Fifteen eco-friendly start-ups receive Africa Green-SEED Awards
Banana-Stem bags in Kenya, school benches made from plastic waste in Burkina Faso, improved livelihoods for coffee farmers, and safer mountain gorillas in Uganda—these are some of the 15 winners of this year’s SWITCH Africa Green-SEED Awards during the High-Level Political Forum in New York.
The SEED awards are part of a global programme that recognizes innovative, environmentally friendly start-ups in developing countries, and helps them grow their businesses and lead by example.
Founded in 2002 by the United Nations Environment Programme, the United Nations Development Programme and the International Union for Conservation of Nature, the SAG-SEED Award provides winners with tailored business and financial advice, help with marketing and publicity, and introductions to funding bodies, policy makers and other avenues of support.
Winners also join a network of more than 200 previous SAG-SEED alumni from 38 countries in Africa, Asia and Latin America. The 15 winning enterprises were selected by an independent Jury of International Experts out of more than 300 applications. Their activities cover agriculture, waste management, energy, manufacturing, biodiversity conservation and tourism.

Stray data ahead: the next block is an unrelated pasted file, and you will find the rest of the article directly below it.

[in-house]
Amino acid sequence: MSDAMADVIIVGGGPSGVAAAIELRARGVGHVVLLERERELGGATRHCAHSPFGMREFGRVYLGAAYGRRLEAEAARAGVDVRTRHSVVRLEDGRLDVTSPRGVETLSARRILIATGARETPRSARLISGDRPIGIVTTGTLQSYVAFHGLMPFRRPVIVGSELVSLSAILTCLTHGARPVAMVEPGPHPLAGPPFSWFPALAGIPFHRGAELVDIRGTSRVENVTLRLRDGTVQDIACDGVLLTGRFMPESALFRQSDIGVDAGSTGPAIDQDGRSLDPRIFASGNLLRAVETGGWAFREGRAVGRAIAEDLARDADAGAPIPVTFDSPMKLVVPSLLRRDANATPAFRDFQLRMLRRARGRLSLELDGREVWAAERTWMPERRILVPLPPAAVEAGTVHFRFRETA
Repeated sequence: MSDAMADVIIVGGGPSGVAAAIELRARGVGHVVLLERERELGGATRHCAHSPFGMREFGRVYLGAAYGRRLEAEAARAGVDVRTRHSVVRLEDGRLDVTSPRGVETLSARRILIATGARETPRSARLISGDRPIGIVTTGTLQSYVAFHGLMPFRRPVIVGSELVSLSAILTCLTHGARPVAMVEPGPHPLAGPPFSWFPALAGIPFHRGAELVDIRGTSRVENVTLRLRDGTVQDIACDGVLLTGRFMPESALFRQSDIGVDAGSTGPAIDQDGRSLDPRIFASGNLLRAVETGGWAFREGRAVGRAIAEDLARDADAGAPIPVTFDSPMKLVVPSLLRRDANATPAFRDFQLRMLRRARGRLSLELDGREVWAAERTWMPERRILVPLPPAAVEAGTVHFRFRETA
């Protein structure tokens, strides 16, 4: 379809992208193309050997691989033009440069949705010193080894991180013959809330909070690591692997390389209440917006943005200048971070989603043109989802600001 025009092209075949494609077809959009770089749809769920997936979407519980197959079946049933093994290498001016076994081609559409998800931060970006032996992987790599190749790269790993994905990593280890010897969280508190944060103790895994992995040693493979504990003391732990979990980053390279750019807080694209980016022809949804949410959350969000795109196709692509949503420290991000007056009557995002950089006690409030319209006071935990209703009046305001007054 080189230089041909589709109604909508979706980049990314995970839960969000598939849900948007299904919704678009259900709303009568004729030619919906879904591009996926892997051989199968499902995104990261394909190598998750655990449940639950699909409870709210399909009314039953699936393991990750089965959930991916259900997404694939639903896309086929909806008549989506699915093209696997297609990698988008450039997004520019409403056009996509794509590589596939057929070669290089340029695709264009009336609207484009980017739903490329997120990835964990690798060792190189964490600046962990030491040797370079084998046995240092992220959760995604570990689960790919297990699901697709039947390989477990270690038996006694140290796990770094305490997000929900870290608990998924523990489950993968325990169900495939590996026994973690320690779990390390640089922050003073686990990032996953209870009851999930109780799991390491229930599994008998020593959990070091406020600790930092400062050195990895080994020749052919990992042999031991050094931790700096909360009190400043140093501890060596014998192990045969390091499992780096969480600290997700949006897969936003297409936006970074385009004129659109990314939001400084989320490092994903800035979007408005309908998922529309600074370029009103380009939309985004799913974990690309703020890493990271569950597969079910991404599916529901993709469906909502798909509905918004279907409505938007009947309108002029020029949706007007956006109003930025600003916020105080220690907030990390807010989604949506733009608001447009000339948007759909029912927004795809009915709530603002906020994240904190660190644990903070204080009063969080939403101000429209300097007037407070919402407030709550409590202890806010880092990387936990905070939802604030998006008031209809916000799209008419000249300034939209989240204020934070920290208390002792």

“SEED is all about helping spur innovation that protects our natural environment and accelerates development,” said Erik Solheim, Head of UN Environment. “Past winners have delivered grass-roots solutions on issues including waste management, renewable energy and sustainable agriculture. They see environmental protection not as a cost or a burden, but as an opportunity. As such, they are laying the foundations for what our planet needs: a fundamental shift towards a green economy.
“Ecological business models have a huge role to play in achieving the Sustainable Development Goals,” says Achim Steiner, UNDP Administrator. “We congratulate this year’s SEED Winners for demonstrating that business really can be profitable whilst respecting nature and the environment. Their innovative ideas, supported by SEED and partner organizations, stand as examples for other businesses that are striving to fight poverty and climate change in ways that are sustainable,” he added.
“In the context of perhaps our greatest global challenge – meeting growing consumer demands while managing increasingly overburdened natural resources, many eco-inclusive enterprises, such as those recognised in this year’s SEED Awards are turning challenges into opportunities, and, in so doing, are part of a vital step change in the way we do business,” said IUCN Director General Inger Andersen.
SEED promotes eco-inclusive solutions for sustainable development by shaping a supportive “ecosystem” and increasing the resilience of small and growing enterprises in developing countries.
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